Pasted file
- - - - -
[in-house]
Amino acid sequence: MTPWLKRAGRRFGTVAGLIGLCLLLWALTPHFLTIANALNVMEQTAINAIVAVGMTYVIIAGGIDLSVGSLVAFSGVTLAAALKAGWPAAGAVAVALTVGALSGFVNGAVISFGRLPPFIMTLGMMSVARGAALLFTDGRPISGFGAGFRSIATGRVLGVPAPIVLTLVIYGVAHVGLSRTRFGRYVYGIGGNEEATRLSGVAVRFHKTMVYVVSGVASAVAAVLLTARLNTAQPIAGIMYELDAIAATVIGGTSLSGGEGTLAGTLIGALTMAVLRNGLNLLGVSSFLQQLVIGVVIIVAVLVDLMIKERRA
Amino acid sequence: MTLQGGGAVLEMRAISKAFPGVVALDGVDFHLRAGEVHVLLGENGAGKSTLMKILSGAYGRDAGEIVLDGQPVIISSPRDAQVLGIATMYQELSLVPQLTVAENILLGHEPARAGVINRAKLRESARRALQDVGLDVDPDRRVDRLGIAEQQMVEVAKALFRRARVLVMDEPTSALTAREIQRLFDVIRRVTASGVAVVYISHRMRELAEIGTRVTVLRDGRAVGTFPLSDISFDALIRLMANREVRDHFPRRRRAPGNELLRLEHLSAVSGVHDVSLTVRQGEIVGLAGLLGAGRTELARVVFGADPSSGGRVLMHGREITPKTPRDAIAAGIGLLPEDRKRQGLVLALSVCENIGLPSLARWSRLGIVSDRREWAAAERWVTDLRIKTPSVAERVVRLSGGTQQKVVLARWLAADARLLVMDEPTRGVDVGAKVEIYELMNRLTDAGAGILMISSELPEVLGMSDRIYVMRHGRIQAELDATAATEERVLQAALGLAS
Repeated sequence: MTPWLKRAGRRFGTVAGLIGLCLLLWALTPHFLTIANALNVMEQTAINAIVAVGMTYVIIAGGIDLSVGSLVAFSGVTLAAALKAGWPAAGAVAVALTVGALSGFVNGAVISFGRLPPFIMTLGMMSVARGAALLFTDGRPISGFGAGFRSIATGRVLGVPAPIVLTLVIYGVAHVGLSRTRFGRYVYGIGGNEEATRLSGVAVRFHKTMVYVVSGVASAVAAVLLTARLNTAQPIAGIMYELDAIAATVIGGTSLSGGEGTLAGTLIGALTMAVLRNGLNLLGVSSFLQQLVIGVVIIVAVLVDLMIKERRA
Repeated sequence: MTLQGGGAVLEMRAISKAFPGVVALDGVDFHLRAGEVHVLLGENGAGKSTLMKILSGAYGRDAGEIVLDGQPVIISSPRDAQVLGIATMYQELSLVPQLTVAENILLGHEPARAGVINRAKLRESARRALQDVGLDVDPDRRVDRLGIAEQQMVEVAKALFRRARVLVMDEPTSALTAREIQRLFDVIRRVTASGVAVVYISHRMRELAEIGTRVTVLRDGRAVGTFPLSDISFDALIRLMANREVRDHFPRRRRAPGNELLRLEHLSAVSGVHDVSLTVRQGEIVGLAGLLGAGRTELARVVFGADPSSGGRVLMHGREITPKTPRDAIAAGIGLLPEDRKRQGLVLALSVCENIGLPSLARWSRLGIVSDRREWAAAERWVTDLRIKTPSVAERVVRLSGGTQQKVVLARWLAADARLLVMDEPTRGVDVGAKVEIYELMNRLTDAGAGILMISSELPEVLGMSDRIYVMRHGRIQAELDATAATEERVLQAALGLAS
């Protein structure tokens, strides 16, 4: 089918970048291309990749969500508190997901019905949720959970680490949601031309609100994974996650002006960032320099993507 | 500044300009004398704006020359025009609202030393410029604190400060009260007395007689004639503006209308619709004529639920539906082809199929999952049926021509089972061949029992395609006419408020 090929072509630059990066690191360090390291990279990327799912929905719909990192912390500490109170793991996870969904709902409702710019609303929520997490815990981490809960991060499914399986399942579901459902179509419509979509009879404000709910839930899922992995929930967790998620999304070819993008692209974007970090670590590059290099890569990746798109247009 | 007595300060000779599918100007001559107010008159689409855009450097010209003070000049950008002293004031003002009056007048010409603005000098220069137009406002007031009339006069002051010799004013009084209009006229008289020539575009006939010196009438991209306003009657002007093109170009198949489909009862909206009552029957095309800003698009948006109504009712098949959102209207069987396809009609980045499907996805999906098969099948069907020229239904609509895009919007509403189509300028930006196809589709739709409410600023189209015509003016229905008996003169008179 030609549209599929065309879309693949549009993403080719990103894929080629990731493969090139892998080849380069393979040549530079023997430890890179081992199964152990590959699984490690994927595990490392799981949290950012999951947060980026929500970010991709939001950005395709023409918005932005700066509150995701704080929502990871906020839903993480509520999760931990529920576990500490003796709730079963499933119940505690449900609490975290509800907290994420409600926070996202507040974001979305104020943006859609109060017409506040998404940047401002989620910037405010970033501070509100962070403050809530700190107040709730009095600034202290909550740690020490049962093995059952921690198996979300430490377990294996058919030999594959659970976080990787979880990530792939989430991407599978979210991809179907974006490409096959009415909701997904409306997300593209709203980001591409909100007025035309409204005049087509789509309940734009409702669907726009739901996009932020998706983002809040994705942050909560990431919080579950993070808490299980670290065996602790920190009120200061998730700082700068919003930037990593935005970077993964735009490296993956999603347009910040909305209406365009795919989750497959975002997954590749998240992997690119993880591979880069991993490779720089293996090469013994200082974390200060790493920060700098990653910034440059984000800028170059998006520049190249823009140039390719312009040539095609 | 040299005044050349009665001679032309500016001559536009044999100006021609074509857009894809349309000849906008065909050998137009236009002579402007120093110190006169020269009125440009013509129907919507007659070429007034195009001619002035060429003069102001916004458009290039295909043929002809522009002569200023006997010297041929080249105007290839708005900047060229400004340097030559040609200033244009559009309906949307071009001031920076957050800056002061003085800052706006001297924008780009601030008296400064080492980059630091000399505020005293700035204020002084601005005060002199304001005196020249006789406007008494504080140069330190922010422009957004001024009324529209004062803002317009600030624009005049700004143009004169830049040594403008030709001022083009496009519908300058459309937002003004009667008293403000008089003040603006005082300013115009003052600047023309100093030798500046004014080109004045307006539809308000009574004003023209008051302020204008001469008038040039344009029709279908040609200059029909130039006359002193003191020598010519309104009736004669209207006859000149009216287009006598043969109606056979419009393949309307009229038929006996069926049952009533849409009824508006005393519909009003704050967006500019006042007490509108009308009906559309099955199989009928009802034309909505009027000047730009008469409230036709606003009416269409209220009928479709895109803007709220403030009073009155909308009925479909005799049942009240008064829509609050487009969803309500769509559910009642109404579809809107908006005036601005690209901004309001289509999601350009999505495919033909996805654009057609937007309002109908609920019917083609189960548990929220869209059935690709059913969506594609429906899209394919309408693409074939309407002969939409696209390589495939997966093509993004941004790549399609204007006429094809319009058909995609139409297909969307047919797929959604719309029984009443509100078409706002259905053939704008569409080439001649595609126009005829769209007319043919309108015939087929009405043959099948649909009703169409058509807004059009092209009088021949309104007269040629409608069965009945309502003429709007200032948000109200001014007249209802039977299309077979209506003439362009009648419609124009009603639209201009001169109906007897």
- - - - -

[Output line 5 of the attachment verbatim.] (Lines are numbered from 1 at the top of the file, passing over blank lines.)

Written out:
Repeated sequence: MTLQGGGAVLEMRAISKAFPGVVALDGVDFHLRAGEVHVLLGENGAGKSTLMKILSGAYGRDAGEIVLDGQPVIISSPRDAQVLGIATMYQELSLVPQLTVAENILLGHEPARAGVINRAKLRESARRALQDVGLDVDPDRRVDRLGIAEQQMVEVAKALFRRARVLVMDEPTSALTAREIQRLFDVIRRVTASGVAVVYISHRMRELAEIGTRVTVLRDGRAVGTFPLSDISFDALIRLMANREVRDHFPRRRRAPGNELLRLEHLSAVSGVHDVSLTVRQGEIVGLAGLLGAGRTELARVVFGADPSSGGRVLMHGREITPKTPRDAIAAGIGLLPEDRKRQGLVLALSVCENIGLPSLARWSRLGIVSDRREWAAAERWVTDLRIKTPSVAERVVRLSGGTQQKVVLARWLAADARLLVMDEPTRGVDVGAKVEIYELMNRLTDAGAGILMISSELPEVLGMSDRIYVMRHGRIQAELDATAATEERVLQAALGLAS